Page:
The Local Crank

Musings & Sardonic Commentary on Politics, Religion, Culture & Native American Issues. Bringing you the finest in radioactive screeds since 2002! "The Local Crank" newspaper column is distributed by Community Newspaper Holdings, Inc.

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Location: Cleburne, Texas, United States

Just a simple Cherokee trial lawyer, Barkman has been forcing his opinions on others in print since, for reasons that passeth understanding, he was an unsuccessful candidate for state representative in 2002. His philosophy: "If people had wanted me to be nice, they should've voted for me."

Tuesday, February 26, 2008

Texas Blue?

A good column from Paul Burka on the outstanding turnout in the Democratic Primary and the possibility of renewal for Texas Democrats. Put me in the "cautiously pessimistic" column on that. If we see a new Blue trend, it will have less to do with Democratic competence than (as at the national level) GOP incompetence, cupidity and arrogance. Also, Democrats will have to depend on a high level of Republican ennui, which isn't really a strong foundation for a re-alignment. In decreasing order of likelihood, I could see A) winning a statewide judicial race; B) winning control of the State House; or C) Rick Noriega beating Cornyn.

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Anonymous Kvatch said...

So I guess now were going to see how truly skilled Tom DeLay was at gerrymandering the state's electoral districts.

The true test...can your work survive a Democratic tsunami? (OK maybe just a wave, but you get what I mean.)

2/27/2008 9:09 AM  
Blogger The Local Crank said...

Gerrymandering is harder in the state house since state law requires the use of whole counties in blocks outside of the major urban counties. And in the major urban areas, particularly the suburbs, demographics have been trending Blue, which is why the Democrats have picked up seats in the last few special elections. The State Senate, on the other hand, is probably stuck GOP for the forseeable future; they've had it since 1993 anyway and the gerrymandering there is probably strong enough to withstand anything short of an electoral Armageddon. Also, because of the weirdness of Texas politics, if Democrats get close to a majority and the handful of remaining Republican moderates survive primary challenges, it is likely that a moderate Democrat could be Speaker. Which would be great, since the current speaker Tom Craddick is a pissant, jacked-up, little tin dictator who has survived this long along because about 10 Democrats (nearly all of whom have primary challengers) keep carrying water for him.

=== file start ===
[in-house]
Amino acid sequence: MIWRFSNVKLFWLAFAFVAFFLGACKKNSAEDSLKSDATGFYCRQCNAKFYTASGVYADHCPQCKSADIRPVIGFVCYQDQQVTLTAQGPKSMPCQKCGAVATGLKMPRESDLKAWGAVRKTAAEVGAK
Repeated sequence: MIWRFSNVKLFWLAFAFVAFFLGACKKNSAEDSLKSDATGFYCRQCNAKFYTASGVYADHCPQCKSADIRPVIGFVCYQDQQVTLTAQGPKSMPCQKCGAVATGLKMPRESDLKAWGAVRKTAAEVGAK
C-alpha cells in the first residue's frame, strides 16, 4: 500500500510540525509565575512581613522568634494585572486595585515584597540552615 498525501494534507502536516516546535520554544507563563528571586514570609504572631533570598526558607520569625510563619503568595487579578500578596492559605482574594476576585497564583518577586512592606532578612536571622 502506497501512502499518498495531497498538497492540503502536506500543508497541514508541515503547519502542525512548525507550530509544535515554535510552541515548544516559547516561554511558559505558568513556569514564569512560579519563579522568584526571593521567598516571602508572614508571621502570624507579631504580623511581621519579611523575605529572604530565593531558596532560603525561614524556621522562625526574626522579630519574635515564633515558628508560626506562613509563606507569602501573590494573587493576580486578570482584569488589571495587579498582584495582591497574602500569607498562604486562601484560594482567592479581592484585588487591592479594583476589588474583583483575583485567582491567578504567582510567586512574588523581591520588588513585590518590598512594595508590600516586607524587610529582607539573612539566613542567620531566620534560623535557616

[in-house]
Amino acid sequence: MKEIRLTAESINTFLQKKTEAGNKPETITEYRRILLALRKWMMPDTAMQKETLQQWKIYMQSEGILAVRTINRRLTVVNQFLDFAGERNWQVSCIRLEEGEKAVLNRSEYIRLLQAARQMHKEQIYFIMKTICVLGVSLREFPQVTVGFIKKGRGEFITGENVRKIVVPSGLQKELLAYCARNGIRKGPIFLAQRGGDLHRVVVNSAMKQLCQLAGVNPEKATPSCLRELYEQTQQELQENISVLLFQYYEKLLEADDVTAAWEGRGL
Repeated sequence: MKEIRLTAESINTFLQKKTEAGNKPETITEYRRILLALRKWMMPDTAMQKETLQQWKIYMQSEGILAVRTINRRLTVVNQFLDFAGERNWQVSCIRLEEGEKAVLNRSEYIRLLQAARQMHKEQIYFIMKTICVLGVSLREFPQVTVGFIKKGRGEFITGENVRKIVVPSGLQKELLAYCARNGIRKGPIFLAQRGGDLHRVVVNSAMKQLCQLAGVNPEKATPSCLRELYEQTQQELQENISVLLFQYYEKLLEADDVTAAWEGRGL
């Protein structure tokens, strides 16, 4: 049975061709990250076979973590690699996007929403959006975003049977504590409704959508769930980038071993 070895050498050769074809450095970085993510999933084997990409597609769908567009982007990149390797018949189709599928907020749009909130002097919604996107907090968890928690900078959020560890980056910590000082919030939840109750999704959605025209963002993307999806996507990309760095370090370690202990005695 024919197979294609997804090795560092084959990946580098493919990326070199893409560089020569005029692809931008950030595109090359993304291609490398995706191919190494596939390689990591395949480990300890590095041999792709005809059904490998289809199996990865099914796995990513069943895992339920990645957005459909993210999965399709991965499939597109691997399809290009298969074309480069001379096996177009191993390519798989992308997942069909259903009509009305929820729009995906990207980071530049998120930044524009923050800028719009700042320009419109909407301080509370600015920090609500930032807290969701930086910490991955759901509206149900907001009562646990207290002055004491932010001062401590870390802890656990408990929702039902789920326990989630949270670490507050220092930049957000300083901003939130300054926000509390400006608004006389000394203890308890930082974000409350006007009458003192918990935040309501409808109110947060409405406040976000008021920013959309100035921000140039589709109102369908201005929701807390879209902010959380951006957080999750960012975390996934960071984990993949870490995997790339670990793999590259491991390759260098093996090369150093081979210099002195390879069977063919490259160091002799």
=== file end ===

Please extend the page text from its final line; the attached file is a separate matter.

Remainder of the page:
2/27/2008 9:22 AM  
Blogger Eric said...

I think the high turnout in the Democratic primary has a lot more to do with cross-voting than anything else. I know a LOT of Texas Republicans who voted for Hillary in the primary because they think she'll be easier to beat than Obama. I don't see the Democrats winning big in Texas in the foreseeable future.

2/27/2008 9:30 AM  
Blogger The Local Crank said...

I think the Republicans would like to think the high turnout has to do with crossover voting but I sincerely doubt it, especially considering the level of organizing required for that would be impossible to hide and all anyone has is anecdotal evidence. Also, turnout in the Republican primary has been up as well, though only up by about half as much as the Democrats. I think it's much more likely that the increase is from Democrats who don't usually vote in primaries and Independents. I do agree that it will still be some time before Democrats are seriously competitive statewide. Their best best this year is a judicial race or (less likely) knocking off Cornyn.

2/27/2008 9:42 AM  
Blogger Brody said...

For most counties in Tx (like my home county of Hood) crossover voting from Republican to Democratic makes no more sense than Ralph Nader or Lyndon LaRouche.

Why on earth would a Republican in Hood County vote cross and vote in the Democratic primary? The ONLY Democratic race is the presidential one, where the Republican primary ballot is the defacto election for no less than EIGHT county offices because there will not be a Democratic challenger. The chances of either Hillary of Obama winning Texas are about the same as me being a Supreme Court Justice, and it looks like Obama's going to carry at least the Texas delegate count anyway.

On the other hand, there's lots of incentive for Democratic voters to cross vote- it's the only way we have any say in our local politics, holding our nose the whole way. I've voted in Republican primaries for that very reason. I would imagine that at least some of the Democratic turnout is due to these locked-in crossover voters finally having a compelling enough reason to vote in their "natural" party.

Which makes me wonder. It's been a while since I've seen a LaRouchie. Maybe they only come out in warm weather.

2/27/2008 8:56 PM  

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